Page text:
Dan Dunn is a former Aspen Daily News columnist. He has since gone on to a successful journalism career, writing for Playboy and GQ. He is also the author of “American Wino,” which documents his time spent driving across the country to explore the world of wine, and cast away his demons.

Courtesy, Lisa Kennedy.

David Ansen and Lisa Kennedy are two of the jurors at Aspen Film’s ShortsFest this year. They are veteran critics who will be helping to decide the winners of this year’s festival. Winners become eligible for the Academy Awards.

The spot where the Arts Campus at Willits, or “TACAW”, is going to be built is currently a vacant lot. There’s some construction equipment and fences, but other than that...nothing. This patch of land is just a few blocks away from the new Element hotel. It was zoned for a space like TACAW in the early nineties, so this has been a long time coming.  The plan is to have the building completed by 2018. And it’s big. The plans are for the space to have a kitchen, some performance space…

Curated - April 4

Apr 6, 2016

Judges will start watching films during the 25th year of Aspen Film’s ShortsFest tonight.

First Draft - Rebecca Makkai

Apr 4, 2016

Rebecca Makkai is the Chicago-based author of the novels The Hundred-Year House, winner of the Chicago Writers Association’s Novel of the Year award, and The Borrower, a Booklist Top Ten Debut which has been translated into eight languages. Her short story collection, Music for Wartime, will appear in June of 2015. Her short fiction was chosen for The Best American Short Stories for four consecutive years (2011, 2010, 2009 and 2008), and appears regularly in journals like Harper’s, Tin House, and New England Review.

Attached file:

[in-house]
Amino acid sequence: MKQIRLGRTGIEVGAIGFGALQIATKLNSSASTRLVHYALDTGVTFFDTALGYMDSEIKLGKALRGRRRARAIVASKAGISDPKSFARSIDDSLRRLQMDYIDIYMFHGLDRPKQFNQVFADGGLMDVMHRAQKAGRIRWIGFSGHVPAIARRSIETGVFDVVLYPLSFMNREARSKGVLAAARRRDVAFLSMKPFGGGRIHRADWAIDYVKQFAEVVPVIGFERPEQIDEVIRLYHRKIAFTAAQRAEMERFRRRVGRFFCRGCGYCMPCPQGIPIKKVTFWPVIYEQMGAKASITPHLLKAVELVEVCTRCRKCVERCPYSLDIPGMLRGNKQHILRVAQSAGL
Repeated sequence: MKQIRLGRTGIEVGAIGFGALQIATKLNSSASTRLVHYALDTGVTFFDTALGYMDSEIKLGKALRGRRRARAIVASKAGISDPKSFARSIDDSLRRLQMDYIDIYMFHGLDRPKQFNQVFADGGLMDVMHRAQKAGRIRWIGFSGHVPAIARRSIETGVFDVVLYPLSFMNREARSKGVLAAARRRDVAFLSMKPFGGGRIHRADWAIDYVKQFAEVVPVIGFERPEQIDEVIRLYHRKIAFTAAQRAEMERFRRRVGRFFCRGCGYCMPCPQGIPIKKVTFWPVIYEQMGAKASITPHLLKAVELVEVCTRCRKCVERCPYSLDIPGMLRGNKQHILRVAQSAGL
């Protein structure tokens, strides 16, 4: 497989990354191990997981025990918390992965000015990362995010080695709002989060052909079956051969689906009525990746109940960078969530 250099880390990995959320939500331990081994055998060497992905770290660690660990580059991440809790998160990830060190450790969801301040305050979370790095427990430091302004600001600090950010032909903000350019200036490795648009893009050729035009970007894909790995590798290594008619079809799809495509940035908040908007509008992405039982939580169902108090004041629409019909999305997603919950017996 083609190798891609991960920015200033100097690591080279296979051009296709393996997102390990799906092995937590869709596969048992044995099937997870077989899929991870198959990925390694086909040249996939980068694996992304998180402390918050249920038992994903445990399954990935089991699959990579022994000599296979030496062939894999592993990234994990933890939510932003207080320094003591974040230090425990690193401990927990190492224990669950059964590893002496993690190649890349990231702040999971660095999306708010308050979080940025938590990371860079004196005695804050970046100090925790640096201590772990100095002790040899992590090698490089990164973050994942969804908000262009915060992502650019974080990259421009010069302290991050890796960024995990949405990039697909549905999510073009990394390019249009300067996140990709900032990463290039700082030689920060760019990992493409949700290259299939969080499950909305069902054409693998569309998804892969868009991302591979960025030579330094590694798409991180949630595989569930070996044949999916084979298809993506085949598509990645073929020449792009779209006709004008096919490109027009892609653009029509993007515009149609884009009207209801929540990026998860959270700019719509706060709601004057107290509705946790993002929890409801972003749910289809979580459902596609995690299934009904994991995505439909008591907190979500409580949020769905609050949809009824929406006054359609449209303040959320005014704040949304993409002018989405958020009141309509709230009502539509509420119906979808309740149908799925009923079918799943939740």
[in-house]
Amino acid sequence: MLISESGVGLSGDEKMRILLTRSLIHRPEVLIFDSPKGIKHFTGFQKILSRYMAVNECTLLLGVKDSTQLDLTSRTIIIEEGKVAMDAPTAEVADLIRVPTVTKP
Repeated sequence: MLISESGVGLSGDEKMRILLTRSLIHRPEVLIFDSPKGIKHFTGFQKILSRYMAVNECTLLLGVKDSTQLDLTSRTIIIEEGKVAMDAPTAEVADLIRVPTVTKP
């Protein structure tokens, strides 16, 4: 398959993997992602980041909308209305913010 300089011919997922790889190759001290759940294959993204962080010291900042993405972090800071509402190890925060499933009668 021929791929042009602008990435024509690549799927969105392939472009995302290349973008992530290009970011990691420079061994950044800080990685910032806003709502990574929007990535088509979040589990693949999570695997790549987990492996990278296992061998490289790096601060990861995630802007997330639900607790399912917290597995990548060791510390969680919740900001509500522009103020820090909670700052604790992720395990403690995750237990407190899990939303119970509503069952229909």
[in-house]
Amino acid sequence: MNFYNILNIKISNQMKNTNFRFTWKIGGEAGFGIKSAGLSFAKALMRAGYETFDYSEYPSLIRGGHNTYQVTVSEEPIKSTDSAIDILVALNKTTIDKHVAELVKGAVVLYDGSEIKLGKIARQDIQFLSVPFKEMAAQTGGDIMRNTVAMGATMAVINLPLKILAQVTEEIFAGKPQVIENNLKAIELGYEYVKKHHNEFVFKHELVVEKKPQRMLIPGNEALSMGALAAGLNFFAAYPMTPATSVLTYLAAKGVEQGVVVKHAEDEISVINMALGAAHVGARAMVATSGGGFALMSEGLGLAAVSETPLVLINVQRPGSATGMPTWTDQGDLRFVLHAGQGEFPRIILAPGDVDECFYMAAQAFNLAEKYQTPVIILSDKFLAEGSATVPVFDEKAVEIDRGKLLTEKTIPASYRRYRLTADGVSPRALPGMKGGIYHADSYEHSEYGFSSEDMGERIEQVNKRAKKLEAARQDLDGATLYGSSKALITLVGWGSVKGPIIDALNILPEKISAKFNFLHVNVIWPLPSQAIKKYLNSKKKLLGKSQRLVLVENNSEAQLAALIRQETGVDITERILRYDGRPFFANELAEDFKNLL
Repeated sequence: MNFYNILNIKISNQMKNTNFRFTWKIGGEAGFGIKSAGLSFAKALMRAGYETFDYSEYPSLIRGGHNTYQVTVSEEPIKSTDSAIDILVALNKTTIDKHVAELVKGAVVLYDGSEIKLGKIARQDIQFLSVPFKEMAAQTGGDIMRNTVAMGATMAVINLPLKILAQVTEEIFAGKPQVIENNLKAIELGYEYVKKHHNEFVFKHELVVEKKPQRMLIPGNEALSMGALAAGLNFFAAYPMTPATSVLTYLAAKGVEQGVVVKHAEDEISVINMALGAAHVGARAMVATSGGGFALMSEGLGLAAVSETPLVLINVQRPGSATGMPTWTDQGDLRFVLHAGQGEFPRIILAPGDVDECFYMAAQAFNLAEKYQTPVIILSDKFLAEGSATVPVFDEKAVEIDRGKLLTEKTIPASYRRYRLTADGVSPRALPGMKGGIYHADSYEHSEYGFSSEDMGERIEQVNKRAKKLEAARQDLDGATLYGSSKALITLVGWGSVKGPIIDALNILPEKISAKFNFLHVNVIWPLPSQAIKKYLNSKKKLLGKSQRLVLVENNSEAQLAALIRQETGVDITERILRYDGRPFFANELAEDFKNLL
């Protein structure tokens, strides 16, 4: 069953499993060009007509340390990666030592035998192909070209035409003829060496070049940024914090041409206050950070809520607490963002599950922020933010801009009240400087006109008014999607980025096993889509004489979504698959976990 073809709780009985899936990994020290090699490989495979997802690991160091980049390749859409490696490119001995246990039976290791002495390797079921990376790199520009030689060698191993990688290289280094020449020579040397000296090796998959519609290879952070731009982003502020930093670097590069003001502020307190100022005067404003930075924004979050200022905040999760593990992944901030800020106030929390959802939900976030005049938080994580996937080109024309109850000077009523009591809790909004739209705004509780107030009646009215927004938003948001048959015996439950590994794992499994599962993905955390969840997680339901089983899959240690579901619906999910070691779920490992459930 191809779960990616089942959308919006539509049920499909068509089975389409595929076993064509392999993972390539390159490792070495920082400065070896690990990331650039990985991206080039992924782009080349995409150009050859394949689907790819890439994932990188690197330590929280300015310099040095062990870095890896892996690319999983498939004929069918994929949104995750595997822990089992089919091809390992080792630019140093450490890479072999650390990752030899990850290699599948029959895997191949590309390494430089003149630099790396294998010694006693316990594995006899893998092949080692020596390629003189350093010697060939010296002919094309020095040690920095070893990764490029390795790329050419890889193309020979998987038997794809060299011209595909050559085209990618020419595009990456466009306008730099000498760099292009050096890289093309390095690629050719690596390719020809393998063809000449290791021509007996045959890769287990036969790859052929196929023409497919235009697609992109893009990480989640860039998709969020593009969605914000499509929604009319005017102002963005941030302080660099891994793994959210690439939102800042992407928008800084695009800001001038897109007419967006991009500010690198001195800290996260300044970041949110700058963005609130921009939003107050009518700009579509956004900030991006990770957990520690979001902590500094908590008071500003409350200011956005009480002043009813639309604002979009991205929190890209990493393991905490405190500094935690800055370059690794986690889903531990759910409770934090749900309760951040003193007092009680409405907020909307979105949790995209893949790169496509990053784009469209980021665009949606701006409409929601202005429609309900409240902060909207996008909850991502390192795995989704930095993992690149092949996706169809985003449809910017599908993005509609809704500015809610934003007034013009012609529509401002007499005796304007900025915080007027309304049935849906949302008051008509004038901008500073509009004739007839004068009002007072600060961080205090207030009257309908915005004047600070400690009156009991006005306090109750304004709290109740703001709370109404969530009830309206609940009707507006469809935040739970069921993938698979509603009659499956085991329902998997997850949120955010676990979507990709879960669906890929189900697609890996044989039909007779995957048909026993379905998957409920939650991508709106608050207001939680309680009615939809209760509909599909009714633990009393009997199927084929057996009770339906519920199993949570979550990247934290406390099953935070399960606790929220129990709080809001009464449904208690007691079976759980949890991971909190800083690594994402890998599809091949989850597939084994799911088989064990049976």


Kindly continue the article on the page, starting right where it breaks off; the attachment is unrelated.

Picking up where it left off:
On Tuesday, Aspen Film’s 25th Annual Shortsfest starts at the Wheeler Opera House. The event features about 60 short films and is a qualifying event for the Academy Awards.


Sandra Cisneros speaks at Paepcke Auditorium as she closes Aspen Words Winter Words series. She achieved critical acclaim in the mid ‘80s with her novel “The House on Mango Street”.


The Carbondale Council on Arts and Humanities is hosting a talk at the Carbondale Library on Thursday about the Importance of Humanities.

Curated - March 28th

Apr 4, 2016

Today's episode of Curated features Christopher Kale Jones of the group, Under the Streetlamp. We talk to author Paul Lisicky about his memoir, and the Gonzo Gallery's owner reflects on how a culture inspired a generation of artists.

Courtesy, the writer

Sandra Cisneros is an American writer known for her novels “The House on Mango Street” and “Woman Hollering Creek and Other Stories”. Cisneros grew up with seven brothers and as the son of Mexican immigrants. She commonly writes about her feelings of isolation as she traveled between the United States and Mexico as a child. She spoke with Aspen Public Radio about her experiences as a writer and teacher ahead of her appearance at Aspen Words’ Winter Words series.




Last week, Colorado Gov. John Hickenlooper expressed concern about whether film incentives would be cut from the state budget. Film crews have brought $151 million into the state’s economy. It’s a big concern that is already showing itself in the Roaring Fork Valley.